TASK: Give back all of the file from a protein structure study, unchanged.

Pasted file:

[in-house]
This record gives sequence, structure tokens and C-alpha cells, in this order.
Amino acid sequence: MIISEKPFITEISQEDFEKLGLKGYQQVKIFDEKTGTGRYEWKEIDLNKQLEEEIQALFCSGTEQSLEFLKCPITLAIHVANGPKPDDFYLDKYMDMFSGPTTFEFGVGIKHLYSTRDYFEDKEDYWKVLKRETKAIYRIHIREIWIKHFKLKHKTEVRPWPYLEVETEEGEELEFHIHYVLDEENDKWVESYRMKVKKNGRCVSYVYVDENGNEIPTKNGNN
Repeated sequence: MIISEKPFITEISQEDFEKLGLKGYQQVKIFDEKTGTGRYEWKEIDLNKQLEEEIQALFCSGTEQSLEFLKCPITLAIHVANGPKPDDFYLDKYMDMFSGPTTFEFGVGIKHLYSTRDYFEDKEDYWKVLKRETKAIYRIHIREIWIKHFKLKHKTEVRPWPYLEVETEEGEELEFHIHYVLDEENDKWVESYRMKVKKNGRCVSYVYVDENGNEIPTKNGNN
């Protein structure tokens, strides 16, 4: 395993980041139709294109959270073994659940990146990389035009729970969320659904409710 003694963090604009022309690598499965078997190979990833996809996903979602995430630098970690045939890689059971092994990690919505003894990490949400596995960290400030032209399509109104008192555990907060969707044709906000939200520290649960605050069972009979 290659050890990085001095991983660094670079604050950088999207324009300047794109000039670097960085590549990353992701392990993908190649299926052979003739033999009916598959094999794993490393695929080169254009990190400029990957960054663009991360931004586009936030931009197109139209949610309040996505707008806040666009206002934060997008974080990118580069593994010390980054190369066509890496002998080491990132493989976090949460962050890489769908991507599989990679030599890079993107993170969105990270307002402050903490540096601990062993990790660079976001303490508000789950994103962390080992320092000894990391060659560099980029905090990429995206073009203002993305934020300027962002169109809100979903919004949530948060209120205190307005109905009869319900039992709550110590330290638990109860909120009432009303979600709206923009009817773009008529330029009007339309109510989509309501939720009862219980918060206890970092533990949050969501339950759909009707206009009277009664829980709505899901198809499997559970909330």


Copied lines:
[in-house]
This record gives sequence, structure tokens and C-alpha cells, in this order.
Amino acid sequence: MIISEKPFITEISQEDFEKLGLKGYQQVKIFDEKTGTGRYEWKEIDLNKQLEEEIQALFCSGTEQSLEFLKCPITLAIHVANGPKPDDFYLDKYMDMFSGPTTFEFGVGIKHLYSTRDYFEDKEDYWKVLKRETKAIYRIHIREIWIKHFKLKHKTEVRPWPYLEVETEEGEELEFHIHYVLDEENDKWVESYRMKVKKNGRCVSYVYVDENGNEIPTKNGNN
Repeated sequence: MIISEKPFITEISQEDFEKLGLKGYQQVKIFDEKTGTGRYEWKEIDLNKQLEEEIQALFCSGTEQSLEFLKCPITLAIHVANGPKPDDFYLDKYMDMFSGPTTFEFGVGIKHLYSTRDYFEDKEDYWKVLKRETKAIYRIHIREIWIKHFKLKHKTEVRPWPYLEVETEEGEELEFHIHYVLDEENDKWVESYRMKVKKNGRCVSYVYVDENGNEIPTKNGNN
């Protein structure tokens, strides 16, 4: 395993980041139709294109959270073994659940990146990389035009729970969320659904409710 003694963090604009022309690598499965078997190979990833996809996903979602995430630098970690045939890689059971092994990690919505003894990490949400596995960290400030032209399509109104008192555990907060969707044709906000939200520290649960605050069972009979 290659050890990085001095991983660094670079604050950088999207324009300047794109000039670097960085590549990353992701392990993908190649299926052979003739033999009916598959094999794993490393695929080169254009990190400029990957960054663009991360931004586009936030931009197109139209949610309040996505707008806040666009206002934060997008974080990118580069593994010390980054190369066509890496002998080491990132493989976090949460962050890489769908991507599989990679030599890079993107993170969105990270307002402050903490540096601990062993990790660079976001303490508000789950994103962390080992320092000894990391060659560099980029905090990429995206073009203002993305934020300027962002169109809100979903919004949530948060209120205190307005109905009869319900039992709550110590330290638990109860909120009432009303979600709206923009009817773009008529330029009007339309109510989509309501939720009862219980918060206890970092533990949050969501339950759909009707206009009277009664829980709505899901198809499997559970909330």